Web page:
I love watching sport live, and have encouraged my children to do so at every opportunity. Over the years I’ve taken them to watch soccer, cricket, rugby, basketball, baseball, even American football, at national and international level. Sometimes we’ve travelled abroad to pursue our interests in live sport.
I love the ideals of the Olympics, kept very active scrapbooks during the Mexico and Munich events, have been a keen TV-based observer pretty much since. This year, I thought I would be able to go, applied for what I could afford, failed to get any allocations. Oh well.
Maybe a few hundred thousand people will be lucky enough to watch the events live. I wish them well. I’m happy to be part of the billion or so that will rely on TV: after all, TV today is so much more than it was in previous years: I can choose the device I use, the location I will be at, the time when I want to watch. So it means I won’t have to miss anything I really want to watch.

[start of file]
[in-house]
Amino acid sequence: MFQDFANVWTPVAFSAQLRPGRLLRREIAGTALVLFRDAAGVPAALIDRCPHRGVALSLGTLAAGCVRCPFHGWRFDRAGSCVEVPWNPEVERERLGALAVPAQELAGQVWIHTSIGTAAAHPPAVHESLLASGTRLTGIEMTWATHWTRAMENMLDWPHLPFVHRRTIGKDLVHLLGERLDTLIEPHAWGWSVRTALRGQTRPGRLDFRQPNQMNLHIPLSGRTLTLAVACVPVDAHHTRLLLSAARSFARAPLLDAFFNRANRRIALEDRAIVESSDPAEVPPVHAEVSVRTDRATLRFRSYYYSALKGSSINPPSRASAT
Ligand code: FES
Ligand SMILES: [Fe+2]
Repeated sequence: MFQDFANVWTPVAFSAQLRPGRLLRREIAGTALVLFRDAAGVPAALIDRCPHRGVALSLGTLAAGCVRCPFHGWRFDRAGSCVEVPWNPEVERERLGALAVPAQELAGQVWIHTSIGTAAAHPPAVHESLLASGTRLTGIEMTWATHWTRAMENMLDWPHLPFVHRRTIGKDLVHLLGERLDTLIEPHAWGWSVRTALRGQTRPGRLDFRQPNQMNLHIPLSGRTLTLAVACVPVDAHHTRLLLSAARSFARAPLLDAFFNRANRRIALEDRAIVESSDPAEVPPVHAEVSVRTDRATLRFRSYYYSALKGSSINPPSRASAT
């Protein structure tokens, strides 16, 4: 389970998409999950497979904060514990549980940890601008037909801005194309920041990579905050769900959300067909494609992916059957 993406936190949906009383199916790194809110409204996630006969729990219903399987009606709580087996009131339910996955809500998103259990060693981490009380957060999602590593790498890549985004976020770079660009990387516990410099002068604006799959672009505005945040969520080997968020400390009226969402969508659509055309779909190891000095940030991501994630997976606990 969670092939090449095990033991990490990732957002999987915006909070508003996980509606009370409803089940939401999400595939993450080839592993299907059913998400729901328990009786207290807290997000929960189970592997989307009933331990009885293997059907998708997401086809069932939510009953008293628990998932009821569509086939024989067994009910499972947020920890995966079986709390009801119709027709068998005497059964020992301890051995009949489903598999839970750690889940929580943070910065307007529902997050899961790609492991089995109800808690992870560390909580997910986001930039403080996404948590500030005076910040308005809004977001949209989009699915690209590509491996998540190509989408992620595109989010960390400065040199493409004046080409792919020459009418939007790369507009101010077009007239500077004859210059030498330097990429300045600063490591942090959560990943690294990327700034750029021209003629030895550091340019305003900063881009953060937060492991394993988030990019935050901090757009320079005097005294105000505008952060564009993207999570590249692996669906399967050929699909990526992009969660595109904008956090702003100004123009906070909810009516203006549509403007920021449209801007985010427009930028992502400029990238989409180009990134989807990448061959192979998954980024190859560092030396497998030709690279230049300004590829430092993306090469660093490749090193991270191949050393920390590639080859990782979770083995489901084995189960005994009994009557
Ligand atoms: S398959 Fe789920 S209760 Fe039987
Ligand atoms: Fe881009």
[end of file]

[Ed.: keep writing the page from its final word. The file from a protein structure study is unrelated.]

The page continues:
I hope and pray that the event goes off well logistically and administratively, that despite the usual glitches “it’ll be all right on the night”.
I hope and pray that terrorism doesn’t get to play any part in the event. I still remember how shocked I was at what happened in Munich, and my prayers will be renewed and reinforced this year.
I hope and pray that the weather holds up: after all, hundreds of thousands of people have spent hard-earned money in order to be there, and they deserve to have a good time.
I hope and pray that the local and national economy gets a real boost as a result, and that there are tangible, sustainable community benefits across the country as a result.
And I also hope and pray that the people who organise these things take a long hard look at what they’ve done to what should have been a glorious celebration of human beings showing their amateur athletic prowess on the world stage. Everyone may have meant well, but the collective outcome is somewhat short of desirable.
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